HIV knocks on the Renal Unit door in 1982

 CG Winearls FRCP Senior Registrar in Nephrology Hammersmith Hospital 1982-1986

 A case of GRID (Gay Related Immunodeficiency) was presented by a gastroenterology registrar on the Royal Postgraduate Medical School Wednesday Staff Round at the Hammersmith Hospital in 1982. All very curious, we renal doctors thought, but not really our business. The cause was not known, and the possibility of blood  borne transmission was not even mentioned. It soon became our business.

A White British man working as musician in the USA was diagnosed with ESRF in 1981 and started dialysis. In 1982 he decided to return to the UK to live in Acton West London and requested transfer from his Californian dialysis unit to the overstretched Hammersmith Hospital HD Unit. He was offered CAPD and declined, and  since he had a working AV fistula jumped the queue for an HD slot. He went on the transplant waiting list and  received a well-matched graft in 1983. Immunosuppression was with high dose steroids and azathioprine. Within a few months he developed severe oral and anogenital herpes simplex, CMV with retinitis, two episodes of Pneumocystis pneumonia and intractable candida oesophagitis. He was severely lymphopenic.  I  presented him to the self-same Staff Round as “Post transplant immunodeficiency syndrome.”   I received a sceptical and critical hearing and was told that the problem was careless overdosing of immunosuppression. The patient deteriorated. HTLV-lll was then identified as the cause of what was now called AIDS and a serological test became available through the genitourinary medicine clinic at St Mary’s Hospital in Paddington.  I took to St. Mary’s a serum sample which had been stored on admission and asked Dr Jeffries [1] whether he would be so kind as to test the sample. Two days later he phoned to report that it was positive.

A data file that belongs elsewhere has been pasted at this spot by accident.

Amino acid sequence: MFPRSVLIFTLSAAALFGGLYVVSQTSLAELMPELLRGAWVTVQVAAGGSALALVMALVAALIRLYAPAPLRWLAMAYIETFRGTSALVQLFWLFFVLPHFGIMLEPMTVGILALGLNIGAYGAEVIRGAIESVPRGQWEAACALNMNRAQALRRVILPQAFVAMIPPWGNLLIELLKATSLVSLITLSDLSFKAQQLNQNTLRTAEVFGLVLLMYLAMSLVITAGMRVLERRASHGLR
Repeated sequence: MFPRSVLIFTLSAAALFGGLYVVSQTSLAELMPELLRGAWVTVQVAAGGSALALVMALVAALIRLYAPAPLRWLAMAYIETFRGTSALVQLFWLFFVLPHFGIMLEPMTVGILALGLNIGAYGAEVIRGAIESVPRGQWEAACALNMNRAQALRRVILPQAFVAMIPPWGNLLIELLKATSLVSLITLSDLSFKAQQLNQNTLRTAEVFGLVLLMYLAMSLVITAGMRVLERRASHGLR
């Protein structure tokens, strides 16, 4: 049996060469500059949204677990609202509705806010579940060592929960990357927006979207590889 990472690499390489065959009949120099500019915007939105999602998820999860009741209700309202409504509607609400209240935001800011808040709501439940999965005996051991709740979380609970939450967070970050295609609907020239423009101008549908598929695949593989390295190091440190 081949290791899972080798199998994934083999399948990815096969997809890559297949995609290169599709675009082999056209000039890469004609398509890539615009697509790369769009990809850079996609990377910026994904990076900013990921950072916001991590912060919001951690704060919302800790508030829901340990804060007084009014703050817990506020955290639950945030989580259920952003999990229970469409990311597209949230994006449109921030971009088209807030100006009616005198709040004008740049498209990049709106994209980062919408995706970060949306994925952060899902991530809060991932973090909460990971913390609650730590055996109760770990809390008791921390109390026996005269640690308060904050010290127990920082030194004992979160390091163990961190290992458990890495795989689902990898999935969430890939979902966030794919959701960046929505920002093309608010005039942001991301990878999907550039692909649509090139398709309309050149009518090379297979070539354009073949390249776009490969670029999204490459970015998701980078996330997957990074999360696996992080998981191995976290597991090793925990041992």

The  patient was neither gay nor an intravenous drug user but had received a three unit blood transfusion in the United States. We wrote to his Californian dialysis unit but received no reply. Immunosuppression was stopped and we broke the news to him. The reaction to having an AIDS patient on the transplant ward  varied from caring to avoidance. He died. The porters were reluctant to move the body to the morgue. The case was written up.[2] [3] At the time it was thought that HIV was a risk factor for the development of AIDS but it required another factor  – in this case immunosuppression.

Not surprisingly, renal units were sensitised to the problem of blood-borne virus infections. Hepatitis B had caused havoc in the late 1960s and 1970s. In Oxford where I had previously worked as the renal unit registrar all HD patients had yellow sticky labels on their notes and had three monthly HepB antibody checks. Only one man seroconverted but was fortunately on home HD; he was not allowed to attend outpatients. No case of acute renal failure  (now AKI) could be  dialysed until the HepB result was known. The Dulwich dialysis unit, part of Kings College Hospital, run by Dr Victor Parsons was one of the few units that  would take on HepB positive ESRF patients. Isolation dialysis facilities were seldom available elsewhere.